"Good communication is the bridge between confusion and clarity." —Nat Turner
Nowadays, it's hard to tell if you're being contacted by a human or a robot. Since we are more familiar with automated communications, we are more skeptical of the messages we receive.
It's helpful to educate employees, teammates and crew on "communication types" for your business especially in the live events industry. Setting expectations on how certain things will be communicated can lessen the depersonalization of mass communications.
Different communication types and mediums each have their place. Outlined below are a few to consider:
- Reach: mass vs. individual/personalized
- Method: manual vs. automated
Personalized manual communications
This category is the oldest (and most traditional) type of communication. It's what most people are used to. With the gig economy striving now more than ever, it's important to remember that at the end of the day, we are communicating with humans.
When possible, add a personal touch to your communications. Send an employee crew member kudos for a job well done. Or, if they've been dinged with a bad review, reach out to have a constructive conversation with them to provide feedback in an effort to avoid negative ratings in the future.
When to use:
- Individual feedback
- Person-specific instructions
- Troubleshooting messages
Mass manual communications
When a single standard message needs to be deployed, it's important to have the means to distribute, but also the understanding from the recipients that they are subscribed to these types of messages.
It's important to share with recipients that they might receive important messages from [generic sender] so they are expecting it and don't dismiss them as junk.
When to use:
- Employee Announcements
- General Company Comms. etc.
Automated mass communications
When managing large teams and complex processes, it's often most efficient to let a tool communicate for you. Most mass communication tools are built to help expand one person's reach for very specific use cases.
For example, Constant Contact is a tool for marketers to reach potential prospects through email marketing. Does it make sense for a marketer to send out individual emails to thousands of recipients? No. So, marketers use the tools, and most consumers are aware that branded email marketing is not being sent one-to-one.
It's assumed (and expected) that tools are being used to help magnify one person's efforts. Automated communications can come through as texts, emails or push notifications (if they sender has a native app).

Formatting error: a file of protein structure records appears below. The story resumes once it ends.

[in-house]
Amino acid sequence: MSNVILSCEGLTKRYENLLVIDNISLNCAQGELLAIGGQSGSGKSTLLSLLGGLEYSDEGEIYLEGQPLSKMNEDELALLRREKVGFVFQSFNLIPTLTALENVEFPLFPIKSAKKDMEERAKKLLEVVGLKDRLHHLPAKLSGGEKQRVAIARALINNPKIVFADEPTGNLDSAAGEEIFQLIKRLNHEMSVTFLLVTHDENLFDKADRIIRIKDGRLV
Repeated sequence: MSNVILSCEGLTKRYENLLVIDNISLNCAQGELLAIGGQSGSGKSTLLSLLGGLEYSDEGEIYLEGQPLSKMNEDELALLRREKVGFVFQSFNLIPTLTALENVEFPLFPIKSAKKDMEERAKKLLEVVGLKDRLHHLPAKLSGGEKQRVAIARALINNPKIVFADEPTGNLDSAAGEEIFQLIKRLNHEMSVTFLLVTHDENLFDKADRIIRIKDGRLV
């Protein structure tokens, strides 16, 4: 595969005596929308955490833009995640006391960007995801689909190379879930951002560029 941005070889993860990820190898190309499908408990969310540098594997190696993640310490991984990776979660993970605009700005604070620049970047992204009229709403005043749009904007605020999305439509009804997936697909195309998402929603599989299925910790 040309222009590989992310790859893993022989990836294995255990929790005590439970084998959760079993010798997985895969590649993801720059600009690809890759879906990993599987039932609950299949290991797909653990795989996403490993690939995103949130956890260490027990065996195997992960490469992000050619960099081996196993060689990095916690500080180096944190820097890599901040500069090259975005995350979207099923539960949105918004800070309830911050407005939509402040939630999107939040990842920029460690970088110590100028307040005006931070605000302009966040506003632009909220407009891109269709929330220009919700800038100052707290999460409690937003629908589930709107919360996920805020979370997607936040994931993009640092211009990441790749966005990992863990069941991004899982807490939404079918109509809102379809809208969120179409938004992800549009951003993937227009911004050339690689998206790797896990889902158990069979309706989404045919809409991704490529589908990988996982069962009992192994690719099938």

Oftentimes, labor coordinators need to make changes to event schedules so having the tools to do so with the option to release specific notifications to relevant crew is key. We all get notifications for way too much so having the ability to trigger specific notifications is a great way to minimize chaos.
When to use:
- Schedule changes
- Updated call time
- Change of crew lead
- Event cancellation
Automated personalized notifications
Personalized messages can be sent automatically... with the use of personalization tokens (or "placeholders"). Being that we are all exposed to automated messaging, most of us understand that certain communications are built with us in mind, but maybe not FOR us. Many systems offer users the option to send out bulk communications using personalization tokens, or placeholders for data that is unique to a specific recipient.
Types of messages to send:
- Role-specific messages
- Action-triggered messages
- Payroll notifications
At the end of the day, all communications originate from humans - even robotic messaging come from human programming. Let your crew know that's the case, they will appreciate your transparency and you will appreciate the ability to magnify your communications without losing that good ol' personal touch.
"The single biggest problem with communication is the illusion that it has taken place." —George Bernard Shaw
Discover how to streamline and create meaningful communication for your company and crew👇